Marching band stirring up treble this competition season

October 18, 2019

The ALHS band is marching to the beat of an exotic drum this season with their show, “Spanish Images.” After months of preparation, the marching band competition season has finally begun, with their first performance on October 12 at Glenwood Field Fest, where they scored second place in class 4A, and won awards for outstanding drum majors and outstanding soloists. 

“Spanish Images,” arranged by Jay Dawson, is a show comprised of three songs, and follows the story of a Spanish matador’s experience fighting a mighty bull. The first movement, Estancia, introduces this concept through a high-energy and grandiose melody. The next movement, Novus, represents the killing of the bull, and takes on a more somber and emotional tone. Santana is the third and final movement, and encapsulates the bittersweet celebration following the demise of the bull through buoyant Latin-style music.

 “I have enjoyed teaching (and learning about) the cultural concepts my students have so enthusiastically embraced,” ALHS band director Taylor Matuszeski said. “To watch them share and learn about the language, history, rhythmic challenges, and how to dance to it all has been fun.”

At a typical marching band competition, anywhere between 10-20 bands will perform for up to 15 minutes. As each band performs, six judges will evaluate specific categories of the performance, including Marching & Maneuvering General Effect, Marching & Maneuvering Execution, Music General Effect, Music Execution, Percussion, and Color Guard. Points are given to each band in each category and the more points earned, the higher your placement.

“It’s like a sport, so every time you perform it you feel a lot of adrenaline,” senior Jesus Vega-Lemus said. “You get that feeling of accomplishment when you finish, and being able to spend time with the band and face hardships together is the best part.”

For some members of the marching band, the competitions are an opportunity to show their artistic side. Color guard, for example, provides visual aspects to the performance through choreographed dance and flag spinning. 

“In color guard, you get to express yourself a little bit more,” senior and color guard co-captain Ashley Hipnar said. “Your goal is to become an actor and make the audience feel something, which is my favorite part.”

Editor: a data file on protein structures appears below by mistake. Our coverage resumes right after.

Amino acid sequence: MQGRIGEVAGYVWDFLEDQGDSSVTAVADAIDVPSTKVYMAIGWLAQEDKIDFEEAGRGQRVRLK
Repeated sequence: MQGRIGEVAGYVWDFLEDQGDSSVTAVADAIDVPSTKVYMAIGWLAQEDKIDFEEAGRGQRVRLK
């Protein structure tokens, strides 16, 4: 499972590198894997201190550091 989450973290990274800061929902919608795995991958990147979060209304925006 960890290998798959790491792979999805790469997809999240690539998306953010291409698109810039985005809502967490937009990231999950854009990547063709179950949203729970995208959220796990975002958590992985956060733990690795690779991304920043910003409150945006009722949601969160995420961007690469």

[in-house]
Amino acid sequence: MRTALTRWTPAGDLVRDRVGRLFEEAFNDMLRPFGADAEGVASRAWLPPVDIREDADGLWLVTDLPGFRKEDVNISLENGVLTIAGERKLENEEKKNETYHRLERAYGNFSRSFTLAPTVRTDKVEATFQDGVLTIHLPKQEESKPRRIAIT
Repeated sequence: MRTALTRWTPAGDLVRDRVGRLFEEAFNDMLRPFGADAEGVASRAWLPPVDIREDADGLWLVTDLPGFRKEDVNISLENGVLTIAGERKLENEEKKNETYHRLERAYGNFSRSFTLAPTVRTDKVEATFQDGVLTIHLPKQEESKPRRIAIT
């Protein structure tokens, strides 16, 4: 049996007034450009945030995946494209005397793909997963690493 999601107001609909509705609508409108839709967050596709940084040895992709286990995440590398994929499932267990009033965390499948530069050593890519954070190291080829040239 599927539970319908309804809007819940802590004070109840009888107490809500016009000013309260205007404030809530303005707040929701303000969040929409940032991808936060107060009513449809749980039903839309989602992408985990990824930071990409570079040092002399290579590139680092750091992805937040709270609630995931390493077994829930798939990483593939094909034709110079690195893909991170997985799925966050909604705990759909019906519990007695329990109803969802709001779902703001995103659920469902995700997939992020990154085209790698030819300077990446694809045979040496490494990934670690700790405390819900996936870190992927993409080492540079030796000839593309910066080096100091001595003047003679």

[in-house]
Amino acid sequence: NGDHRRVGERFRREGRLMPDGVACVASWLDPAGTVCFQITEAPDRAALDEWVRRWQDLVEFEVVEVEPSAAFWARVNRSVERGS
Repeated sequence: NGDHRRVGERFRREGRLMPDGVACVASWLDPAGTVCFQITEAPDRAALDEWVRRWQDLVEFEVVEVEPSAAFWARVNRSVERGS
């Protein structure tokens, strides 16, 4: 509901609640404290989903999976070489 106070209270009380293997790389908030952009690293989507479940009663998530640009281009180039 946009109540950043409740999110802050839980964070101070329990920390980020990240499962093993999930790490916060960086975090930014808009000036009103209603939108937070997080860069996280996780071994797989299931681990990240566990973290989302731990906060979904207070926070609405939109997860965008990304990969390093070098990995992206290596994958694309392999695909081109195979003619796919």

On October 5, the band participated in a “Showcase Day” at the Gale Wickersham Athletic Complex. The event was an all-day rehearsal and celebration of the beginning of the marching season. On top of being an opportunity to get accustomed to marching on a competition field, the showcase served as the band’s senior night, in which the twelfth-grade band members received their gold braids.

“It was really cool because it’s now hitting you that you’re a senior in the band and you’re being recognized for all your hard work,” Hipnar said.

As one of two drum majors in the band, junior Rolando Martinez-Rico was tasked with presenting the seniors with their braids at the showcase event. 

“As I was giving the seniors their braids, I thought of the memories I had with everyone and just how next year is going to be different without them,” Martinez-Rico said. “I’m very appreciative of them because they have helped me grow as an individual.”

The event was an emotional start to the marching season, not only for the seniors, but for others, too. Matuszeski remembers his experience receiving his braids as a senior in high school.

“Being an alumni of the band, I understand how much those braids mean,” Matuszeski said. “It’s a recognition that many longingly await and earn for investing 3-4 years into the growth of themselves, the collective band family, and the music we make together.”

Marching band is an activity characterized by discipline and dedication; it takes a lot of hard work to make a show come together. However, many band members would agree that with all the hardships come valuable experiences.

 “To me, the best part has been the time we spend together working towards a common purpose,” Matuszeski said. “Marching and playing an instrument is extremely demanding. Every student, every year, proves to themselves that they are capable of simultaneous mental and physical growth. Regardless of the challenge, we support, encourage and motivate one another for the sake of making and sharing music and to realize our greatest potential together.”

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